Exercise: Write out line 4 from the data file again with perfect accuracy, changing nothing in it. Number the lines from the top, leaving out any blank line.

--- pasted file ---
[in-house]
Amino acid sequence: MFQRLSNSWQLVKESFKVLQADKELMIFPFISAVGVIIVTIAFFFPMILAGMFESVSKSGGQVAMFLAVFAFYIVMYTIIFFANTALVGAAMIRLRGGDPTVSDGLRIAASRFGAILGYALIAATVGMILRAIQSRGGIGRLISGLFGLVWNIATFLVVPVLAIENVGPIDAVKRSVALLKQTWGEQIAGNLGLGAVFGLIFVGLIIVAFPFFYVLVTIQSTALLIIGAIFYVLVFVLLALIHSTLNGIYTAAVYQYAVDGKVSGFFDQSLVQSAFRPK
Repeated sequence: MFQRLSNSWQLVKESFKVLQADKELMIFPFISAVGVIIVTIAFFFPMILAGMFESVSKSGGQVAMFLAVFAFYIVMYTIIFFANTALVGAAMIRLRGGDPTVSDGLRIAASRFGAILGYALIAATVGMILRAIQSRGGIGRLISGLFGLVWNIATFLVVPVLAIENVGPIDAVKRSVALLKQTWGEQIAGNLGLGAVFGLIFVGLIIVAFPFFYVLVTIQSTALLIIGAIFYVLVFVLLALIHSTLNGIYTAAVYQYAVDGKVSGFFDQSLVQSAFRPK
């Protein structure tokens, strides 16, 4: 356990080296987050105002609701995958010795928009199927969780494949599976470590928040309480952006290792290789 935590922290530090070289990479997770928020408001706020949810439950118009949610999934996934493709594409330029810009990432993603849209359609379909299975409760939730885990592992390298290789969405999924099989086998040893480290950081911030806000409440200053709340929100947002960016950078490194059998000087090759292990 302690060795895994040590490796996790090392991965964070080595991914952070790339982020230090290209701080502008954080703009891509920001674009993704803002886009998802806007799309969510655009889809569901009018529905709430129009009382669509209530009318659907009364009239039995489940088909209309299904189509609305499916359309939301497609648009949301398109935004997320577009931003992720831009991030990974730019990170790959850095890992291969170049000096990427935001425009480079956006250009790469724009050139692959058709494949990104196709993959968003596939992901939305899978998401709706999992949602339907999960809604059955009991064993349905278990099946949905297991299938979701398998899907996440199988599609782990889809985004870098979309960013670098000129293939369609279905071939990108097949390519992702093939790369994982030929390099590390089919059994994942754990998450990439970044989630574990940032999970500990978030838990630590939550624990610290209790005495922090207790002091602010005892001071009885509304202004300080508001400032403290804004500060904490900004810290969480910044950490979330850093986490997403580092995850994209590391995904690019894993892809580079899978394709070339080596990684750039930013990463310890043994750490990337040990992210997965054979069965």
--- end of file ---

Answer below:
């Protein structure tokens, strides 16, 4: 356990080296987050105002609701995958010795928009199927969780494949599976470590928040309480952006290792290789 935590922290530090070289990479997770928020408001706020949810439950118009949610999934996934493709594409330029810009990432993603849209359609379909299975409760939730885990592992390298290789969405999924099989086998040893480290950081911030806000409440200053709340929100947002960016950078490194059998000087090759292990 302690060795895994040590490796996790090392991965964070080595991914952070790339982020230090290209701080502008954080703009891509920001674009993704803002886009998802806007799309969510655009889809569901009018529905709430129009009382669509209530009318659907009364009239039995489940088909209309299904189509609305499916359309939301497609648009949301398109935004997320577009931003992720831009991030990974730019990170790959850095890992291969170049000096990427935001425009480079956006250009790469724009050139692959058709494949990104196709993959968003596939992901939305899978998401709706999992949602339907999960809604059955009991064993349905278990099946949905297991299938979701398998899907996440199988599609782990889809985004870098979309960013670098000129293939369609279905071939990108097949390519992702093939790369994982030929390099590390089919059994994942754990998450990439970044989630574990940032999970500990978030838990630590939550624990610290209790005495922090207790002091602010005892001071009885509304202004300080508001400032403290804004500060904490900004810290969480910044950490979330850093986490997403580092995850994209590391995904690019894993892809580079899978394709070339080596990684750039930013990463310890043994750490990337040990992210997965054979069965």